Deconstructing the Destruction of GLEE

By: Kelly Thompson

With the news that GLEE is only getting 13 episodes for its last season, I started thinking about what the hell happened to this show? GLEE exploded onto the scene when it premiered in 2009. Many people wrote it off and thought a show where the characters burst into song just wouldn’t work on network television but GLEE defied the odds and had a pretty great first season and then an ok second and third season and then a not so good fourth season and finally a dreadful fifth season. So I know you’ve asked yourself, how did that fall happen? Well, you can sleep well again TVAddicts because I’m about to deconstruct the destruction of GLEE.

This deconstruction begins and ends with season 4 because that is the season the show really started to fail at pretty much everything (season 5 is so horrible that it gets no attention nor deserves any attention here). Many shows have failed at the point where its characters transitioned from high school to college and GLEE was obviously no different. Although, the beginning of season 4 started with a glimmer of hope because the premiere episode switched seamless between the two settings of McKinley and New York but that glimmer only continued for this one episode. Ultimately, the addition of too many new characters and the retention of almost all the old characters were too much for the writers to handle.

With a cast of about 200 (rough estimate), no story was given the love or attention that it needed. Why/How was I suppose to care about the new members of the GLEE Club if they weren’t given the screen time for me to connect with them? It felt like every other episode an old cast member took off a week from college and returned to the high school with the sole purpose of stealing screen time. Honestly, GLEE should have pulled a Friday Night Lights and given the graduated members their story arcs then wrote them off allowing the show to concentrate solely on the McKinley kids. This needed to happen because there was absolutely no structure to the New York side. I think the writers thought that if they add “impressive” guest stars (ie: Sarah Jessica Parker, Kate Hudson, etc) that no one would notice that the story made no sense!

Season 4 also saw the biggest blunder of GLEE. In the episode titled “Lights Out,” Riley brought up the fact that he was sexually assaulted by a babysitter when he was younger and GLEE couldn’t have handled it any worse. It was just awful; I could go and go about why it was horrible but I won’t here. I will just say that in a matter of about 1 minute, GLEE accomplished slapping every sexual assault victim/advocate/etc directly in the face. This mishandle brought to life every other misstep when it came to serious issues, including Marlee’s bulimia early that season. I mean, Marlee passed out because she hadn’t eaten anything in forever and the rest of the club was mad at her instead of giving her any type of support. GLEE could no longer even complete what it could seasons before: dealing with complicated young adult issues. With the new cast and old cast fighting for screen time, important issues fell to the wayside and it hurt the heart of the show in the process.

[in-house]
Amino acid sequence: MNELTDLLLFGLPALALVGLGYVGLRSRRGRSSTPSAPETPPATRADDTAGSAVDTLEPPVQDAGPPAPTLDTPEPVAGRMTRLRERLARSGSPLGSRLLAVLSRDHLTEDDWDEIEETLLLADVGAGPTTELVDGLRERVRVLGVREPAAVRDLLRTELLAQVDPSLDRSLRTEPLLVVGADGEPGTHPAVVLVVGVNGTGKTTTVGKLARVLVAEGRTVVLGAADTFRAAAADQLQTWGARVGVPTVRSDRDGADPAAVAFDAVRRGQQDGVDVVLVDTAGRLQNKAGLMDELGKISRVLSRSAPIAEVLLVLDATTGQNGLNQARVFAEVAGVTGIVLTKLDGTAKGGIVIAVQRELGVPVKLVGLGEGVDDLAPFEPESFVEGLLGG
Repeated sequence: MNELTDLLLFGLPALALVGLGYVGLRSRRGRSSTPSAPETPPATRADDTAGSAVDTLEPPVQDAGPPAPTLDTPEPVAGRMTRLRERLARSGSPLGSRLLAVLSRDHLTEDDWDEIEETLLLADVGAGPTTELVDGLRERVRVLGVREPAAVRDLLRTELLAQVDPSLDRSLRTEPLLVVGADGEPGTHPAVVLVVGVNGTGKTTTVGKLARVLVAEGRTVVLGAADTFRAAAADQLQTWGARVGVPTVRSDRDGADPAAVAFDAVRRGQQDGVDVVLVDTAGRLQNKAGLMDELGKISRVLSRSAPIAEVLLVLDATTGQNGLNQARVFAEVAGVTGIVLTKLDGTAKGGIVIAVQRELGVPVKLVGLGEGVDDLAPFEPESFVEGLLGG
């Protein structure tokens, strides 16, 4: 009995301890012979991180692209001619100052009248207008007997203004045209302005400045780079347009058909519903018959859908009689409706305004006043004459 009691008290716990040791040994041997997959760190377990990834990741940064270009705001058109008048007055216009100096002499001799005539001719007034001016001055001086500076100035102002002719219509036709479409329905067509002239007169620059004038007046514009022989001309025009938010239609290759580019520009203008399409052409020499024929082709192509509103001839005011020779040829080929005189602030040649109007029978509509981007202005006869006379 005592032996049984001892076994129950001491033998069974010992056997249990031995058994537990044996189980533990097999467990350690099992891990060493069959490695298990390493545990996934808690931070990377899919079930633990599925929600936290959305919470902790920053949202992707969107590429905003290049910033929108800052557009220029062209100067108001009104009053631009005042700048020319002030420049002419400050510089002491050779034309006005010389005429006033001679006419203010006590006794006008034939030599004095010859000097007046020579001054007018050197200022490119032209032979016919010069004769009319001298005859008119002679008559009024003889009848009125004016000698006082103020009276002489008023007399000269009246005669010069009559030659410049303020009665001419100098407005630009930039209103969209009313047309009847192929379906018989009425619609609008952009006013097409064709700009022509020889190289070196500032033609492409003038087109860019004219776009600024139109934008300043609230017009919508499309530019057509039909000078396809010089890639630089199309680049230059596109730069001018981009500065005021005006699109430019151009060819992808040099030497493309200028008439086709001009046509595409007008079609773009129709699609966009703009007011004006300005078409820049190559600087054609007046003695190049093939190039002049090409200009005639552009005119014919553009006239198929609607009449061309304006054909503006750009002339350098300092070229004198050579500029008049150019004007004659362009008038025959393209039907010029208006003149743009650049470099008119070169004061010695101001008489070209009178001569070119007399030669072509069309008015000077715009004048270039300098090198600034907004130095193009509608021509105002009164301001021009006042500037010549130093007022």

Season 4 also emphasized that GLEE recycled plots. How many times could I watch the GLEE Club get ready for sectionals, then win sectional, then regionals and nationals? The answer is 3 times because by the time sectionals got around in season 4, I knew exactly what was going to happen. Except it didn’t, McKinley loss in sectionals and I was shocked and elated. But then the writers backed out of that story as well. McKinley proved the the Warblers were using drugs (seriously?!?!) but that shouldn’t have mattered anyway because McKinley was disqualified! But I guess the writers assumed that since none of the characters cared about Marlee passing out, why would the viewers.

Everything stated above would have equaled GLEE falling flat on it’s face alone but the biggest issue that GLEE had was song choices! It’s not that the songs they chose sounded bad, it’s that they didn’t fit properly into the story anymore. It seems like song choices were done by what the writers or actors wanted to sing instead what naturally worked with the story. The prime example of this is the song “Creep” from season 4 episode 17. Yes, the song is a break-up song but it didn’t make any sense as a metaphor for Rachel/Brody’s relationship; they weren’t in love and I honestly had to look up who Rachel sang this song with because Brody hasn’t been mentioned since the breakup. The main reason I picked this song though, is because in an interview either Lea Michele or Ryan Murphy mentioned they have wanted to use this song forever. I get it that the cast and crew have songs that they love and want to use them in episodes but if it doesn’t fit then it doesn’t fit. You can’t force it into an episode because you like the song.

If you’ve watched every episode of GLEE (like I have) then you witnessed one of the saddest declines ever of this pretty groundbreaking show. I want nothing more than for the show and the writers than to end the series gracefully and with even the smallest amount of actual sense but I think this article proves that may be asking too much. Feel free to sound off below and let me know if you think I got this completely wrong or if you agree.

Kelly Thompson has been addicted to television for as far back as she can remember and the addiction has only grown as she’s getting older and television is becoming more readily available.  Two of the most important things in her life are Netflix and her DVR.  When she isn’t watching television, she is normally ranting about it to anyone that will listen and now that includes TheTVAddict readers.  You can also read her rants on twitter @TVwithKelly.

For all the latest TV news and reviews